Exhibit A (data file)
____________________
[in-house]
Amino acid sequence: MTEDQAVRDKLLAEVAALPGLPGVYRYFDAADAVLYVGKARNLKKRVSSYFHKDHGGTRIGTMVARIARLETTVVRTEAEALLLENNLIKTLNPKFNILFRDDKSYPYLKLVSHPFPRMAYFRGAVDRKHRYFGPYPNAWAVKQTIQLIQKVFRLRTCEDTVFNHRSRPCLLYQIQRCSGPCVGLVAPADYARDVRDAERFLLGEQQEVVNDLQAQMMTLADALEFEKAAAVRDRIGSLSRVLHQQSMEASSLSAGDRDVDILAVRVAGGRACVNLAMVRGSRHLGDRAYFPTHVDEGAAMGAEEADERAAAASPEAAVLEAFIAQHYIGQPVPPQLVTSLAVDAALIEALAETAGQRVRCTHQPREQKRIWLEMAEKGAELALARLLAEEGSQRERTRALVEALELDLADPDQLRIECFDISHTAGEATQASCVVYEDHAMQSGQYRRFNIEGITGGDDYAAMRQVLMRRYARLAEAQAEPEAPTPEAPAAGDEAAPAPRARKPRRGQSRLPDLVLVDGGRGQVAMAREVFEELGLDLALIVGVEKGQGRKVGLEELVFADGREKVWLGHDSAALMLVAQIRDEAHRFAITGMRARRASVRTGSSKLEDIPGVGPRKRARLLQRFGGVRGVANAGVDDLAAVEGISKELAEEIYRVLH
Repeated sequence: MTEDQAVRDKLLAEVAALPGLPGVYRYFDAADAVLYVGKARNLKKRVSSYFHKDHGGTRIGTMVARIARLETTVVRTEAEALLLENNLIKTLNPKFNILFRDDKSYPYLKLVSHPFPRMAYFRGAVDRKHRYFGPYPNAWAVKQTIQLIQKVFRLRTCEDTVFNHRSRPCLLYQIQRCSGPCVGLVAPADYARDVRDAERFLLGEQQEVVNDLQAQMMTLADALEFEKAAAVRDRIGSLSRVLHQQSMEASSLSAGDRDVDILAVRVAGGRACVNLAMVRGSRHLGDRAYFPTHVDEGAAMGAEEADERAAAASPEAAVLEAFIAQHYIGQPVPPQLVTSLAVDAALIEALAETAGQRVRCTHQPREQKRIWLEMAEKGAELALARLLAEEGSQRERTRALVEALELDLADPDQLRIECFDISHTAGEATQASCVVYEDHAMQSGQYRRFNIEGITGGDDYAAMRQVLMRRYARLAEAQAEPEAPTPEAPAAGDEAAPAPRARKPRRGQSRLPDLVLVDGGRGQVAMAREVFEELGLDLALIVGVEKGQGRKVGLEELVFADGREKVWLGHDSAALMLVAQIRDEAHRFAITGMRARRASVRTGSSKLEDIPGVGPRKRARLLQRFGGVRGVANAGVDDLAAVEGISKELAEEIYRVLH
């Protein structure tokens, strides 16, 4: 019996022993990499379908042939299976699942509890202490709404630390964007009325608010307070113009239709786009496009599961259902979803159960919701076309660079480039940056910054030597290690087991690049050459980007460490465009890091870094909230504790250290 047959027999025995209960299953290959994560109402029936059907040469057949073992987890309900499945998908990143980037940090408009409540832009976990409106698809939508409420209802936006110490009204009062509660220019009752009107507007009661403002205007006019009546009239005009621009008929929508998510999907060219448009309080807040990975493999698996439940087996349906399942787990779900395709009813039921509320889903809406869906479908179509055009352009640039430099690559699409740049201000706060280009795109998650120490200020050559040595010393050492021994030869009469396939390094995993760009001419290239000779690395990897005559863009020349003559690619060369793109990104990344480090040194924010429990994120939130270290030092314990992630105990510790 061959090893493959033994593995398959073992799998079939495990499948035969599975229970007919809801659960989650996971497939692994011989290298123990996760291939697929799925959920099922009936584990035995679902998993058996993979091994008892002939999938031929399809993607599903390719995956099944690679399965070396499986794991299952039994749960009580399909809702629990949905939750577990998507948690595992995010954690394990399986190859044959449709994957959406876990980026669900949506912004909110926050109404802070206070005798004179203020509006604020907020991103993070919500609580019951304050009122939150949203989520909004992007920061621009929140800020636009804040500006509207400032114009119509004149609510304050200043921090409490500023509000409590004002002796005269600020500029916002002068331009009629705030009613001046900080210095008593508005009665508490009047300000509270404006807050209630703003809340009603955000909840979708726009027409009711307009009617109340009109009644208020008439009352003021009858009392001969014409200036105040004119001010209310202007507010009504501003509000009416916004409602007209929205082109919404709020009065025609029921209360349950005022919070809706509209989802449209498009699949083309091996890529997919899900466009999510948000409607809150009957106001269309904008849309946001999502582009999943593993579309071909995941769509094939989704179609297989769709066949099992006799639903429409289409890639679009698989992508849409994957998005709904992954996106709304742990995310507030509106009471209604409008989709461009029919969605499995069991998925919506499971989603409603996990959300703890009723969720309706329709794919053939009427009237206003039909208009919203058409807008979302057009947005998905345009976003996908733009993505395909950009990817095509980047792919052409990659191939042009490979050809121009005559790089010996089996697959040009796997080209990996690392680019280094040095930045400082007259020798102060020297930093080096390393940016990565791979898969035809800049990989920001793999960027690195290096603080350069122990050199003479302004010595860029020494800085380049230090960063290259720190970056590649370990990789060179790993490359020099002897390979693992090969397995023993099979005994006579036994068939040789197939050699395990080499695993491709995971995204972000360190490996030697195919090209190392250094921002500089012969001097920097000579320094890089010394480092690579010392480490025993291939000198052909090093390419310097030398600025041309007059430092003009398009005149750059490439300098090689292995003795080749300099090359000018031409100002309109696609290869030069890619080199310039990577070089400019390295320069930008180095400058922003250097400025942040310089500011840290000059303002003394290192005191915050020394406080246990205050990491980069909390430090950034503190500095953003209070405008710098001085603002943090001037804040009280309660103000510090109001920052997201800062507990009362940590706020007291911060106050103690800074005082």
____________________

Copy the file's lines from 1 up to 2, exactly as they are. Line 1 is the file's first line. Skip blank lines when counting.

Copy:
[in-house]
Amino acid sequence: MTEDQAVRDKLLAEVAALPGLPGVYRYFDAADAVLYVGKARNLKKRVSSYFHKDHGGTRIGTMVARIARLETTVVRTEAEALLLENNLIKTLNPKFNILFRDDKSYPYLKLVSHPFPRMAYFRGAVDRKHRYFGPYPNAWAVKQTIQLIQKVFRLRTCEDTVFNHRSRPCLLYQIQRCSGPCVGLVAPADYARDVRDAERFLLGEQQEVVNDLQAQMMTLADALEFEKAAAVRDRIGSLSRVLHQQSMEASSLSAGDRDVDILAVRVAGGRACVNLAMVRGSRHLGDRAYFPTHVDEGAAMGAEEADERAAAASPEAAVLEAFIAQHYIGQPVPPQLVTSLAVDAALIEALAETAGQRVRCTHQPREQKRIWLEMAEKGAELALARLLAEEGSQRERTRALVEALELDLADPDQLRIECFDISHTAGEATQASCVVYEDHAMQSGQYRRFNIEGITGGDDYAAMRQVLMRRYARLAEAQAEPEAPTPEAPAAGDEAAPAPRARKPRRGQSRLPDLVLVDGGRGQVAMAREVFEELGLDLALIVGVEKGQGRKVGLEELVFADGREKVWLGHDSAALMLVAQIRDEAHRFAITGMRARRASVRTGSSKLEDIPGVGPRKRARLLQRFGGVRGVANAGVDDLAAVEGISKELAEEIYRVLH